Cases where it’s best to use both a small business loan and a small business credit card include:
- You need to cover payroll and everyday expenses: You may need a working capital loan to pay employees and small business credit cards so employees can pay for business expenses—and you can monitor them.
- You’re purchasing equipment and supplies to use the equipment: You may need financing to both purchase kitchen equipment for your restaurant and to pay for cooking supplies. In this example, you may want both kinds of financing to repay your loan over time and take advantage of rewards.
- You need to refinance debt: Refinance long-term debt with a small business loan. Refinance short-term debt with a 0% balance transfer offer from a small business credit card.
You may want to consider spacing out your applications for a small business loan and a small business credit card to improve your chances of qualifying for both. Lenders take into consideration how frequently you apply for financing when making lending decisions.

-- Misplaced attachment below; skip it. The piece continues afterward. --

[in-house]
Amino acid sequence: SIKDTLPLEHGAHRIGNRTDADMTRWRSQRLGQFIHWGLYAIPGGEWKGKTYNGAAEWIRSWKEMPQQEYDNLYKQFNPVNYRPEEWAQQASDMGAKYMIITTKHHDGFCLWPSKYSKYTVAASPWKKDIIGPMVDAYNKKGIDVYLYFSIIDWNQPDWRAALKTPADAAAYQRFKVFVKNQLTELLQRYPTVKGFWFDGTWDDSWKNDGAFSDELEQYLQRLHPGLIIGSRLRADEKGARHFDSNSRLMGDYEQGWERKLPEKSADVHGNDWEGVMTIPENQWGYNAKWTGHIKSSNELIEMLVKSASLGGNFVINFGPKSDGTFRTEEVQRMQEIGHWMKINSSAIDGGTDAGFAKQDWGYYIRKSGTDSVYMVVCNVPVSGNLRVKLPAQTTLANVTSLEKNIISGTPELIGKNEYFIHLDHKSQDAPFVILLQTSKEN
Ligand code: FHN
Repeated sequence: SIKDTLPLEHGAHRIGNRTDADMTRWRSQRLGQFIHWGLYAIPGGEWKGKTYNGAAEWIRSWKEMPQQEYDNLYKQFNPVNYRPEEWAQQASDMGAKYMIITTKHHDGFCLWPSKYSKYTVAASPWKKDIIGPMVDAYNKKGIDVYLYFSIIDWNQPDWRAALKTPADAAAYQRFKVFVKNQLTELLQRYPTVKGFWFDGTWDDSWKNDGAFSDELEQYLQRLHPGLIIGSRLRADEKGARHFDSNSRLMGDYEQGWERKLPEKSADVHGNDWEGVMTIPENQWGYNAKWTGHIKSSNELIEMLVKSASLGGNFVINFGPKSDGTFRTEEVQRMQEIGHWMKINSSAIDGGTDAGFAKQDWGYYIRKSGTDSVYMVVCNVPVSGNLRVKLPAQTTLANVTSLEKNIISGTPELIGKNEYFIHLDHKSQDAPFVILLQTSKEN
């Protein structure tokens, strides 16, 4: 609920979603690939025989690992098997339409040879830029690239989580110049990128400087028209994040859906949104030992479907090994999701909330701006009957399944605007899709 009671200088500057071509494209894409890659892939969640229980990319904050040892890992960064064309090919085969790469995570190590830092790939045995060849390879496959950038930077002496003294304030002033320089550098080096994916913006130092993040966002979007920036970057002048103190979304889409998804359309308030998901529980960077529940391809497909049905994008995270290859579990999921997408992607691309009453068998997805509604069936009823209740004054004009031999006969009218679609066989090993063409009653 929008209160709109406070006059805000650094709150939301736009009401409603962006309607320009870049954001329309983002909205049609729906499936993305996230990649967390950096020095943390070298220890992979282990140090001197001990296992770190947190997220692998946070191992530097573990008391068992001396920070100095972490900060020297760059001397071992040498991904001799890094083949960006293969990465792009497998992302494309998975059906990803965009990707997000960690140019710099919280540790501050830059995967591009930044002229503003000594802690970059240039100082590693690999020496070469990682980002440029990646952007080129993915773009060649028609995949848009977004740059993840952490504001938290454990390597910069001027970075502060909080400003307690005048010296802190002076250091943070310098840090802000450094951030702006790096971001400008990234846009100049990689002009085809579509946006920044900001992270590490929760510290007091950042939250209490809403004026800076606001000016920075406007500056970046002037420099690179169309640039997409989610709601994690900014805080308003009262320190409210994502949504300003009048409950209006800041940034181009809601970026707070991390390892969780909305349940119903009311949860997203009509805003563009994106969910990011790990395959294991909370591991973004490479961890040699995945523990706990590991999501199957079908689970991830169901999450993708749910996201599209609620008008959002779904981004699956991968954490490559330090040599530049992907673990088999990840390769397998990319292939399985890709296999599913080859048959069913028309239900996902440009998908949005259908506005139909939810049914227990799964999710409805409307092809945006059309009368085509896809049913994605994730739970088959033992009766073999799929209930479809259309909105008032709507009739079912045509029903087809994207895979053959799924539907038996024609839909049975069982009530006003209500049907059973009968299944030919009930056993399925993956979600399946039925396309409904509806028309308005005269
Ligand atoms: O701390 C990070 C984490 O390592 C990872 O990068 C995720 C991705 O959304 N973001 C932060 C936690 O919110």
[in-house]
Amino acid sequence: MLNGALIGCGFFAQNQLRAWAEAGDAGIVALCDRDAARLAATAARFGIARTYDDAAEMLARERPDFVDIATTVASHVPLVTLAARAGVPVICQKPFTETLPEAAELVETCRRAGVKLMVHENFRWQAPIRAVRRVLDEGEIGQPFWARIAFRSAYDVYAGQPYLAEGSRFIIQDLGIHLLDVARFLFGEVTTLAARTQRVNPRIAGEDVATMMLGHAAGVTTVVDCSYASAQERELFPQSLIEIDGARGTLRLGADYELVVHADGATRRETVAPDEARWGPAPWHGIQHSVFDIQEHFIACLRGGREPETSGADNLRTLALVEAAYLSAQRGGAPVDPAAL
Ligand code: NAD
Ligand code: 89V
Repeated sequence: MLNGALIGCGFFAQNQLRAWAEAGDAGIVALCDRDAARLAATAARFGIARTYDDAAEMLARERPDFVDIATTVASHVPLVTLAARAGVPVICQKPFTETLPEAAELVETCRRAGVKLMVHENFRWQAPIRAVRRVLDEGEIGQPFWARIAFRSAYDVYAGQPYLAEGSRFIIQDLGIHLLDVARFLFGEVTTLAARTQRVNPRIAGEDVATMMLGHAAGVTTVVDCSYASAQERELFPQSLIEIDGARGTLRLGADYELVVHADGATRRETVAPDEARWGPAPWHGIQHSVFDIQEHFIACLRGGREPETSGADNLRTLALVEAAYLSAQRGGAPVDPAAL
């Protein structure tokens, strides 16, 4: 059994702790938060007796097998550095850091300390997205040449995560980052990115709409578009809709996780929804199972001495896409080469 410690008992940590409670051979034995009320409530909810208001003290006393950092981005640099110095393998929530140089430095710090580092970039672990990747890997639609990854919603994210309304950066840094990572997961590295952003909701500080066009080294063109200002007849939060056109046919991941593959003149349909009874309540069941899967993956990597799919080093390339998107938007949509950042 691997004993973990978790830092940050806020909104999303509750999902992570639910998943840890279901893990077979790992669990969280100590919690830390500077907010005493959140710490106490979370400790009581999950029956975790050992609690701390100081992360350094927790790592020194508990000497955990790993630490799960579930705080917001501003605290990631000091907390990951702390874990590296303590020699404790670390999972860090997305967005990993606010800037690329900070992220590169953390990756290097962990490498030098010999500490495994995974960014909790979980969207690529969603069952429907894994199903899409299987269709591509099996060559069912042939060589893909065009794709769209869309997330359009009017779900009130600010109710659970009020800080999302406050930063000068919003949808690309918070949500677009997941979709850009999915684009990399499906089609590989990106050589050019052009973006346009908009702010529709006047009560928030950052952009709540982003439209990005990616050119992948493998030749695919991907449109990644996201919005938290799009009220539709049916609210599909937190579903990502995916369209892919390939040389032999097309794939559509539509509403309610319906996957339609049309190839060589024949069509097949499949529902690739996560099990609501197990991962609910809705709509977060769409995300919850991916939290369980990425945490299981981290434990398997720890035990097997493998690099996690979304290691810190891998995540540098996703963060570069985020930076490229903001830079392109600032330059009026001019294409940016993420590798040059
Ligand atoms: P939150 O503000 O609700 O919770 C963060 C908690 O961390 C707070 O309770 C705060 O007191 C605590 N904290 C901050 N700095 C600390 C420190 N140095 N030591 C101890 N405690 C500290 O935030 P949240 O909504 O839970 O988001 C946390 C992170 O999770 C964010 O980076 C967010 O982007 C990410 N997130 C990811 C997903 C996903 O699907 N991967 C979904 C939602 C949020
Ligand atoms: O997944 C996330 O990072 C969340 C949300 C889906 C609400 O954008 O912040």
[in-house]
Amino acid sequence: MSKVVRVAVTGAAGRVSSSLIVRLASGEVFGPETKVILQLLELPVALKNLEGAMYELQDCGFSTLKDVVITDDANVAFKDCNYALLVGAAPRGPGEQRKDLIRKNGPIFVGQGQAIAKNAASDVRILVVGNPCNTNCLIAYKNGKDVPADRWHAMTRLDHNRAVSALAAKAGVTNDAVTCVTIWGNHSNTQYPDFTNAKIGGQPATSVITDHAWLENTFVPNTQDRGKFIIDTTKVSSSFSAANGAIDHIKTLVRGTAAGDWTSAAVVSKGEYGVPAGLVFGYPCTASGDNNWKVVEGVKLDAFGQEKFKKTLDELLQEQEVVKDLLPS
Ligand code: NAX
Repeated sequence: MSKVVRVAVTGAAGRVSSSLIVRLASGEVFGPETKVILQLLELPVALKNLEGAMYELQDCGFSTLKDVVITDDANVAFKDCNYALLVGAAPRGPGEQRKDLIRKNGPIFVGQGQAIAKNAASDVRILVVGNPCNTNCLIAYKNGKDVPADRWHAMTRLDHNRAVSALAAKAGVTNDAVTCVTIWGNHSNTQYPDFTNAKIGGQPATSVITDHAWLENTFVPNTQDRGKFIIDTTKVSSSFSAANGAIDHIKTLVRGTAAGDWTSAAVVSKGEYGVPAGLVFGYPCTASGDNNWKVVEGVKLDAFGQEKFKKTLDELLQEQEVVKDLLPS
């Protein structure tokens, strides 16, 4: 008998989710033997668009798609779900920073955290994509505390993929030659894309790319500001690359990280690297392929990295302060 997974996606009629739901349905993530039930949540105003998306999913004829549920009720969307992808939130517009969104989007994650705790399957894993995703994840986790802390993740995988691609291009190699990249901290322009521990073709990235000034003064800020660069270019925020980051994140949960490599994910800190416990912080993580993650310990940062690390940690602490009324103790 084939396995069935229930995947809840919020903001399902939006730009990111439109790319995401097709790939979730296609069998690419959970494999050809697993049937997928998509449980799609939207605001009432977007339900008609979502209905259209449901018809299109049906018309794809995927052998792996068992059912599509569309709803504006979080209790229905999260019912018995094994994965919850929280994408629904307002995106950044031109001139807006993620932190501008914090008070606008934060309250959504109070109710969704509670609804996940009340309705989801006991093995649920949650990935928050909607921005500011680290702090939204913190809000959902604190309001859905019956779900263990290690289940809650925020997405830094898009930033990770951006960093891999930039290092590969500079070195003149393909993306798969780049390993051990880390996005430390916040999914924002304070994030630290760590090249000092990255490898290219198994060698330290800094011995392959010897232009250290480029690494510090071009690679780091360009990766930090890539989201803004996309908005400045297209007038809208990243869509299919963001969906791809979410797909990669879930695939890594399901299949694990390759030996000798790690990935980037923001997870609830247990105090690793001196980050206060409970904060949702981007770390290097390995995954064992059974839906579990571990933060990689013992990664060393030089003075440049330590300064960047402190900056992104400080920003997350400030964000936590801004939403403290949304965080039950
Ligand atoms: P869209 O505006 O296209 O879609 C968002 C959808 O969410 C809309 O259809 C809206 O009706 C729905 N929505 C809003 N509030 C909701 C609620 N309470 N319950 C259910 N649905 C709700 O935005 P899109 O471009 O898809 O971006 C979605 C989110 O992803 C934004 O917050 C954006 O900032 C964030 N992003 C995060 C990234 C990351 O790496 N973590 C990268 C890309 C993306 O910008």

How a Small Business Loan Works
A small business loan is a lump-sum loan best used for one-time investments, expansion, refinancing, or as working capital. Short-term loans of up to $500,000 typically must be repaid in three to 36 months. If you opt for a more traditional small business loan, like an SBA loan, you can often get up to $5 million and repayment terms as long as 25 years.
Your business typically needs to be at least a year old to qualify for most small business loans. You’ll also need a personal credit score of at least 500 to qualify for a short-term loan from an online lender and at least 680 to qualify for a traditional small business loan.